These are fabulous. I’ve made them twice this week: once for company, when my husband was at work at didn’t get to try them, so then again two days later to make up for it. We are muffin fiends in this house (my three year old doesn’t believe it’s morning until there are muffins to eat), and although these aren’t the healthiest version I make, they are an outstanding treat. They actually satisfied everyone, my doesn’t like it plain four year old, my only wants it plain three year old, my eats everything spicy twenty month old, and my husband, who eats without complaint, God bless him. Oh yes, and I loved them, too. :)

    Sara – miracles do happen! Sounds like you’ve got quite a challenge getting everyone to give the thumbs-up at the same time, eh? PJH

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  60. Annie

    Okay now, these are mind blowing delicious!! I was up a t 5:00 a.m. this morning pondering what to make for our holiday weekend guests. They are still asleep and I’ve polished off two with my morning cup of coffee. Lord, help me! I’ve always been the one to grab the old fashioned doughnuts if given a choice at a doughnut shop and these are a wonderful beyond all my expectations. They are sitting in a tartan plaid napkin clad basket waiting for the first sleepyhead to arise. So pretty and tempting. Thank you once again for a stellar recipe.

    I’m with you, Annie. I was craving one this morning when my brother-in-law plopped a box of kinda-stale supermarket doughnuts on the table… Enjoy! PJH

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  61. Sue Francus

    Yum! My family LOVED these muffins when I made them yesterday for the first time. Reminds me of the cider mill doughnuts we used to get when I was little. So good. So easy. And sooooo much less expensive than a trip to the doughnut shop (last trip at local place was >$7.50/doz). Thanks for the memories and a great addition to my recipe repertiore. :)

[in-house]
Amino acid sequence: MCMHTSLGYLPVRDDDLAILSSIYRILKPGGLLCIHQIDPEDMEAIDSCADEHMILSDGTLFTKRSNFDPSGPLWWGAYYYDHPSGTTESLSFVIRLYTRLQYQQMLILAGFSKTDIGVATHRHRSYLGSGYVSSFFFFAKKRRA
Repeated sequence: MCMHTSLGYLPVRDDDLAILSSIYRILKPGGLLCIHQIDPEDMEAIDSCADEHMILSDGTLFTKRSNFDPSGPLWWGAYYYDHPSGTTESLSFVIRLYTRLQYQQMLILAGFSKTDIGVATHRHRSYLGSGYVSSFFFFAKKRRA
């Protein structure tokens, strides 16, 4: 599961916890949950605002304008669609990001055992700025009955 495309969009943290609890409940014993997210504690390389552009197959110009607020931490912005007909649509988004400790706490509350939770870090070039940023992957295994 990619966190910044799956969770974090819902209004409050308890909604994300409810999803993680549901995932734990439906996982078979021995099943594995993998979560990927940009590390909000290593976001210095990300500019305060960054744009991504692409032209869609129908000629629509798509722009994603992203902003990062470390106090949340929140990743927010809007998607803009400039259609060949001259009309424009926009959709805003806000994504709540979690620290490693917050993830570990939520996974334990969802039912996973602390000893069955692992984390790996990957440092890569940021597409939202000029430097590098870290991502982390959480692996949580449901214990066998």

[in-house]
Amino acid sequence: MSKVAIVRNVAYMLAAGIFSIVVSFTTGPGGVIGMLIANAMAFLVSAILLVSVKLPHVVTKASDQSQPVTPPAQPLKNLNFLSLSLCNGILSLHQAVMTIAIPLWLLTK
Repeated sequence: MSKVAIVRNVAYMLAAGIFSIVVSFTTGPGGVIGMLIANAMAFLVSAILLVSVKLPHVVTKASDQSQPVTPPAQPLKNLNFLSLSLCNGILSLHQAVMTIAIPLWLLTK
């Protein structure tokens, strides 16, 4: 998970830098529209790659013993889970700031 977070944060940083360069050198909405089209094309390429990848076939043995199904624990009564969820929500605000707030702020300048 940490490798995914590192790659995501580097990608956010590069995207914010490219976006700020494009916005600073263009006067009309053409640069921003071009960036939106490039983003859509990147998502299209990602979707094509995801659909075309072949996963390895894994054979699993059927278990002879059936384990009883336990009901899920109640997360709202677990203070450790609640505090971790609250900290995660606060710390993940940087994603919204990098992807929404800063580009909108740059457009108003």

Reply
  62. Janet T

    Made it; ate it. Even non-sweet eating hubby liked them. Will definitely make again. And it has a great aroma when baking. I can imagine having these baking when your expecting guests. What a way to say welcome!

    Reply
  63. Jane

    I made these for the office just last week and now look at this blog entry! I used a mini-muffin pan instead (people are much more likely to take treats if they’re small, I found) and they flew off the plates!

    Today is my birthday…24 now, going on 100, it seems. King Arthur has always been one of my favorite brands and posts like these make me proud that it’s not just delicious, it’s amazingly patriotic as well and represents some of the best things about America. Happy birthday to all of us!

    Jane, Jane… going on 100? Hope you don’t feel THAT old! My prescription for a long, happy life: be positive, help other people, and share everything you bake. :) PJH

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  64. Shirley